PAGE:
Waiting at the ferry terminal at Kennacraig was also remarkably familiar to me, after years of similar waits for the ferry to visit my sister and her family on Lopez Island. There were a lot fewer people waiting for the Isle of Arran than the long lines at the Anacortes ferry terminal and the ferry was very different than the "super ferries" used by Washington State. Oh, and I had a reservation. Much better than the stress of worrying about getting well up in the line or having to wait for the next sailing. Which, in this case, would have been the next day.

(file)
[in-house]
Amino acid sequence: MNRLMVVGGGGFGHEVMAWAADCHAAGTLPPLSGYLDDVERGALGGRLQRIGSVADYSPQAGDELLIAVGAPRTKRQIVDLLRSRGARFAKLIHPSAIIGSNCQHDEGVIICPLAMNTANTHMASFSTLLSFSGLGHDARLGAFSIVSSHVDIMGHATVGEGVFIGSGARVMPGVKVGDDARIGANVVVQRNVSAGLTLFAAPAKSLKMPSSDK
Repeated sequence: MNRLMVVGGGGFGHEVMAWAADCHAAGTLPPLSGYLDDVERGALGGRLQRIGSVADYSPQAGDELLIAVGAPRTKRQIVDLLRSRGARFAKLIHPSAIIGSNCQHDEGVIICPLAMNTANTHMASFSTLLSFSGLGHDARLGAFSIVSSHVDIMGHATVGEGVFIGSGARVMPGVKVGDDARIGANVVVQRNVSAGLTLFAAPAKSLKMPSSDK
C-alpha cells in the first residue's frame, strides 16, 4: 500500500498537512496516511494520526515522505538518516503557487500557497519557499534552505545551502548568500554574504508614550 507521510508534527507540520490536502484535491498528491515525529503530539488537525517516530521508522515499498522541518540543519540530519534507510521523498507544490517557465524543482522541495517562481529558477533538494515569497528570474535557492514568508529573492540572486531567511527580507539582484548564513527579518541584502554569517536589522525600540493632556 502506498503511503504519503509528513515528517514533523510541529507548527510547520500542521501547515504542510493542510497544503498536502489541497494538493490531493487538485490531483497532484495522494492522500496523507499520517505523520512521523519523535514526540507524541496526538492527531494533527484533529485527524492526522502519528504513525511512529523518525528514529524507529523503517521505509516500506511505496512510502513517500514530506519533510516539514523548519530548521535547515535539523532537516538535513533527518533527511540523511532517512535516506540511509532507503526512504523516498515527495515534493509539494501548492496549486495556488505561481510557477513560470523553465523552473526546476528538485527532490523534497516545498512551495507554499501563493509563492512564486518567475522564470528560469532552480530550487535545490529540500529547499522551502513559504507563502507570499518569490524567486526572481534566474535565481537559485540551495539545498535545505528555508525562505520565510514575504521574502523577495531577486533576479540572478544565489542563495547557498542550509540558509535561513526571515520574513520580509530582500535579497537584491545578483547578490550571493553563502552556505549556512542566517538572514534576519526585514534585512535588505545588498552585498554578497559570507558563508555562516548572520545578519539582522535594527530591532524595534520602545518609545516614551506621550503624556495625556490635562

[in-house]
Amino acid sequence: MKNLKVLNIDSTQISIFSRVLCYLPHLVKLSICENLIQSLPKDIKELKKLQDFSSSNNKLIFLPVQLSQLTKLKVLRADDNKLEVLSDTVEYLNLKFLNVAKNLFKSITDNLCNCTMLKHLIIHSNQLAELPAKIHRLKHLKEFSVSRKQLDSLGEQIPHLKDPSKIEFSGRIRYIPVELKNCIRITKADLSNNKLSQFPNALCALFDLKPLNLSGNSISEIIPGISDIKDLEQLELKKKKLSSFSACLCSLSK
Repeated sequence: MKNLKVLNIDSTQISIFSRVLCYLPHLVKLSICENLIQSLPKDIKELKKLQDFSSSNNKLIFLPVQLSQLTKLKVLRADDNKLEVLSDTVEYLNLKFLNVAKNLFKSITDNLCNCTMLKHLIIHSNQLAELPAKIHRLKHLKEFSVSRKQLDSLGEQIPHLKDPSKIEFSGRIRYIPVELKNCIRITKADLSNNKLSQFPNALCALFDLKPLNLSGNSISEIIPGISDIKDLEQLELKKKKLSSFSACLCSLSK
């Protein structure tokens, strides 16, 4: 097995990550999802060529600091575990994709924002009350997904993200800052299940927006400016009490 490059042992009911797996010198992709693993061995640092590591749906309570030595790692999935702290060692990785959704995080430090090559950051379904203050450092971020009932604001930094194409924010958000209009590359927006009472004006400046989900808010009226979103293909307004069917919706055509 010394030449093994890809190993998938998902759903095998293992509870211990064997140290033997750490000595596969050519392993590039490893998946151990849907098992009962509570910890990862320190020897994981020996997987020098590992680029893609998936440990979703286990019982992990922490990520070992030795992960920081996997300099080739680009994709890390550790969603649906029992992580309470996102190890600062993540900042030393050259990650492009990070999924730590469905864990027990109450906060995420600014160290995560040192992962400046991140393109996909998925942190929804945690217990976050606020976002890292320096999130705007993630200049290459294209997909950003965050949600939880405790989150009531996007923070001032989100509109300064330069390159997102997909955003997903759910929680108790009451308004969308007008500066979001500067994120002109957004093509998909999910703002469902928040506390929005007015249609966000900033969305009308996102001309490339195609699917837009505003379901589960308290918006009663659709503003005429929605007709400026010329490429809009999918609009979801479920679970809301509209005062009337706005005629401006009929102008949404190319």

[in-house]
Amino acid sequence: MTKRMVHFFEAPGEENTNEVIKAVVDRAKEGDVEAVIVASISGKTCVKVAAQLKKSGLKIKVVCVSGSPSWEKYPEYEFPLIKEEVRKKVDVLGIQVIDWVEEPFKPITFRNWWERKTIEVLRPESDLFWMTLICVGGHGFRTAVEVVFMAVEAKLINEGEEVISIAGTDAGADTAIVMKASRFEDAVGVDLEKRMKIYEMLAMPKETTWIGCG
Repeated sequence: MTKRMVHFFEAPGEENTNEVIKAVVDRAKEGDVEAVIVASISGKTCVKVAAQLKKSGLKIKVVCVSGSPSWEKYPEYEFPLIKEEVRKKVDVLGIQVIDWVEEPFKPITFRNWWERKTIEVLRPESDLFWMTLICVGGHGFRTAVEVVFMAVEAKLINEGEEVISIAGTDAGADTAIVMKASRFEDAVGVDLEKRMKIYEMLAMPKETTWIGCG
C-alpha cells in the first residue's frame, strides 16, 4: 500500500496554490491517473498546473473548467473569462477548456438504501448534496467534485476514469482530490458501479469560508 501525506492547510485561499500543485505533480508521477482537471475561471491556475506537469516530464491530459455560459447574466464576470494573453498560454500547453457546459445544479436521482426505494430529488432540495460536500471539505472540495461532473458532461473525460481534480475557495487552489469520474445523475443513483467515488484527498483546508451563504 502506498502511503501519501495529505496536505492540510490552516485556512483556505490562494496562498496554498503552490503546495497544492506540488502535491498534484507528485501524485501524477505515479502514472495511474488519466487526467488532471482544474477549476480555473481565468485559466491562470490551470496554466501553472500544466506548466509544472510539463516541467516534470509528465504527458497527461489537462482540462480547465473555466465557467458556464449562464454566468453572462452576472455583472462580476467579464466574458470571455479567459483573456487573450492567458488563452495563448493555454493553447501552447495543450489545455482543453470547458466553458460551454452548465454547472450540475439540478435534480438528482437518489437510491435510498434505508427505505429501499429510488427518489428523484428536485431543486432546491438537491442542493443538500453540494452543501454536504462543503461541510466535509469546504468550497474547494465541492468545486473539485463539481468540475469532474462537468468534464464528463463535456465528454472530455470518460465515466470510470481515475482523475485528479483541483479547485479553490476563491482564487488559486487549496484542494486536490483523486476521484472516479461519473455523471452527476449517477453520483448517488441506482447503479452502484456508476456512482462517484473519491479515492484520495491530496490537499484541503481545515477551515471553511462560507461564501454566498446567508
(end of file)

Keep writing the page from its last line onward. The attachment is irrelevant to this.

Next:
That's the Isle of Arran in the top photo. It looks much more like a ship than a ferry, and has to deal with much rougher seas much of the year than those on Puget Sound. As the ship pulled in to the dock, the bow pivoted up out of the way and the loading ramp dropped down. It was a lovely ship, very spruce, with a nice bar (ah, so there was a bit of drinking: one of the Islay Ales on tap). I settled in for the two-hour trip and we finally arrived well after sunset.